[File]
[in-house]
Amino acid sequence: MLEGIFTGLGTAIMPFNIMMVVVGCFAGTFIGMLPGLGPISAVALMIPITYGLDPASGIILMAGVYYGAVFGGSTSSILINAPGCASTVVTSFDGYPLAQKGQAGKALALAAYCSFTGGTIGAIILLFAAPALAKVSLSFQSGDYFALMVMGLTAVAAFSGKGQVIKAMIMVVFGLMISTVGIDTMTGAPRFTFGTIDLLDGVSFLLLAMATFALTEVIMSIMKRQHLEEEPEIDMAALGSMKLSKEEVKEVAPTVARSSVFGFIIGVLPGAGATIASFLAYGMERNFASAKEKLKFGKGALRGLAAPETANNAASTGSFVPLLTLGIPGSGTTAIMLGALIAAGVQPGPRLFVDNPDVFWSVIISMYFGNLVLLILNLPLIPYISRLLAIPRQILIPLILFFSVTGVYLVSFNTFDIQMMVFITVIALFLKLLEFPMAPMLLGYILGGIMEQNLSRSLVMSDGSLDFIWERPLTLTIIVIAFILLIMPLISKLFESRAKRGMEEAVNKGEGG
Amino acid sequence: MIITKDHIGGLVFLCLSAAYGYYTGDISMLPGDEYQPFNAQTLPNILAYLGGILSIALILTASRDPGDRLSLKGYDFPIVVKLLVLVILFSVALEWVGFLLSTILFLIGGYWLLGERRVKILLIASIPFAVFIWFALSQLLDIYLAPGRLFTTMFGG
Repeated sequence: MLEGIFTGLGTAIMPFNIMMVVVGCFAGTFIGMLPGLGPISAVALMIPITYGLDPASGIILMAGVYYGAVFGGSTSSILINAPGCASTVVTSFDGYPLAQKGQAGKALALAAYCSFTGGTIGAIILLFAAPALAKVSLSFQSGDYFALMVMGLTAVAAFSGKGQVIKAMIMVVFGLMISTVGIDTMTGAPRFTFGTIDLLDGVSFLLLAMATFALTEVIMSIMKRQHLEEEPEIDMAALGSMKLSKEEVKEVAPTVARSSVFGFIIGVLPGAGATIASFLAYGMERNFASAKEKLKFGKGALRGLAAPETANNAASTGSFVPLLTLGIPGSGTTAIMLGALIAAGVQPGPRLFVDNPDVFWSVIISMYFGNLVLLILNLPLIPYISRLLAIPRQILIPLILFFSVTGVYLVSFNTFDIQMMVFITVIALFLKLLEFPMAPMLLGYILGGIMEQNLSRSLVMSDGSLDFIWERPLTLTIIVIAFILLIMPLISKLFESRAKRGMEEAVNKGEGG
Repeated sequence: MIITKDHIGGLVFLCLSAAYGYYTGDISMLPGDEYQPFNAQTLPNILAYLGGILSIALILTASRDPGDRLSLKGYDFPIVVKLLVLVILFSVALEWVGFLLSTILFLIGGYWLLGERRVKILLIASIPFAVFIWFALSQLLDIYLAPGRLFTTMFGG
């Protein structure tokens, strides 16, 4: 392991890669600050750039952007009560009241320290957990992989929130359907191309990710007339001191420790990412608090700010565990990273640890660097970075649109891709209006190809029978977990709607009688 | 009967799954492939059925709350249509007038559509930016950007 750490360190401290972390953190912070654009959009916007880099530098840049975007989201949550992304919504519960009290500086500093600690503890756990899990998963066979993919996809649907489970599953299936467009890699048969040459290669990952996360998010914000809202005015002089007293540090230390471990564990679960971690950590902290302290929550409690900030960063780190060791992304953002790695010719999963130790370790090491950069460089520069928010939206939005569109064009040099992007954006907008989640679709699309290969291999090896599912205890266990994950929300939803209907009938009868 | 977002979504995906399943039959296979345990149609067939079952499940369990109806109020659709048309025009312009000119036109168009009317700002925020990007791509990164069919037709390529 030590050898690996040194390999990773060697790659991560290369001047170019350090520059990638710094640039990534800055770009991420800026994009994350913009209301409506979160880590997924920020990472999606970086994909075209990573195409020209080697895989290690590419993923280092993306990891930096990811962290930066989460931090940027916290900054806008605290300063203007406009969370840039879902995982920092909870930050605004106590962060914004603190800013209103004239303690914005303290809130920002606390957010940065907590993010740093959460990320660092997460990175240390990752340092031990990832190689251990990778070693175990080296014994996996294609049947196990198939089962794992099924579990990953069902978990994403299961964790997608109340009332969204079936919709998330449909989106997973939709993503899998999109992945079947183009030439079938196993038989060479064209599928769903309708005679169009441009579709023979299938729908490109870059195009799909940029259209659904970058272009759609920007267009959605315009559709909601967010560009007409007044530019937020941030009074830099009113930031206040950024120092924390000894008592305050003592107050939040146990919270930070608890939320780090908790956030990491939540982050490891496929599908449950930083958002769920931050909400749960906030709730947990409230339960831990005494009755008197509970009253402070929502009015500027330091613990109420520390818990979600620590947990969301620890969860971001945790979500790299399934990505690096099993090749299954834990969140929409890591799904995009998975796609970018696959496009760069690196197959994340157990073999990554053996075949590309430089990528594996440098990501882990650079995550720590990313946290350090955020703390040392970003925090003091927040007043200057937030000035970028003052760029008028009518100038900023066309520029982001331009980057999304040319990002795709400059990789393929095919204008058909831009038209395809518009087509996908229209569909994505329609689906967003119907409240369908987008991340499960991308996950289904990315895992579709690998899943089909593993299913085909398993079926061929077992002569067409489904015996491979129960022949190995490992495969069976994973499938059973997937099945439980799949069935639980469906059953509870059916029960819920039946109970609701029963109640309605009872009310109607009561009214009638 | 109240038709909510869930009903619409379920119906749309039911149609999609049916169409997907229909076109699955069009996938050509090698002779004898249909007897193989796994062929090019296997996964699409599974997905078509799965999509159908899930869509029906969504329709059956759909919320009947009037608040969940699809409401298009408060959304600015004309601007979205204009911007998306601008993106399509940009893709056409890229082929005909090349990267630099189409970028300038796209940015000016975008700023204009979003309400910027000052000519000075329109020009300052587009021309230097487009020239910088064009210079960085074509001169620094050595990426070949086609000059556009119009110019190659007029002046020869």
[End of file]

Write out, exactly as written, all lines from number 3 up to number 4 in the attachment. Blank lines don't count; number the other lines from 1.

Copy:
Amino acid sequence: MIITKDHIGGLVFLCLSAAYGYYTGDISMLPGDEYQPFNAQTLPNILAYLGGILSIALILTASRDPGDRLSLKGYDFPIVVKLLVLVILFSVALEWVGFLLSTILFLIGGYWLLGERRVKILLIASIPFAVFIWFALSQLLDIYLAPGRLFTTMFGG
Repeated sequence: MLEGIFTGLGTAIMPFNIMMVVVGCFAGTFIGMLPGLGPISAVALMIPITYGLDPASGIILMAGVYYGAVFGGSTSSILINAPGCASTVVTSFDGYPLAQKGQAGKALALAAYCSFTGGTIGAIILLFAAPALAKVSLSFQSGDYFALMVMGLTAVAAFSGKGQVIKAMIMVVFGLMISTVGIDTMTGAPRFTFGTIDLLDGVSFLLLAMATFALTEVIMSIMKRQHLEEEPEIDMAALGSMKLSKEEVKEVAPTVARSSVFGFIIGVLPGAGATIASFLAYGMERNFASAKEKLKFGKGALRGLAAPETANNAASTGSFVPLLTLGIPGSGTTAIMLGALIAAGVQPGPRLFVDNPDVFWSVIISMYFGNLVLLILNLPLIPYISRLLAIPRQILIPLILFFSVTGVYLVSFNTFDIQMMVFITVIALFLKLLEFPMAPMLLGYILGGIMEQNLSRSLVMSDGSLDFIWERPLTLTIIVIAFILLIMPLISKLFESRAKRGMEEAVNKGEGG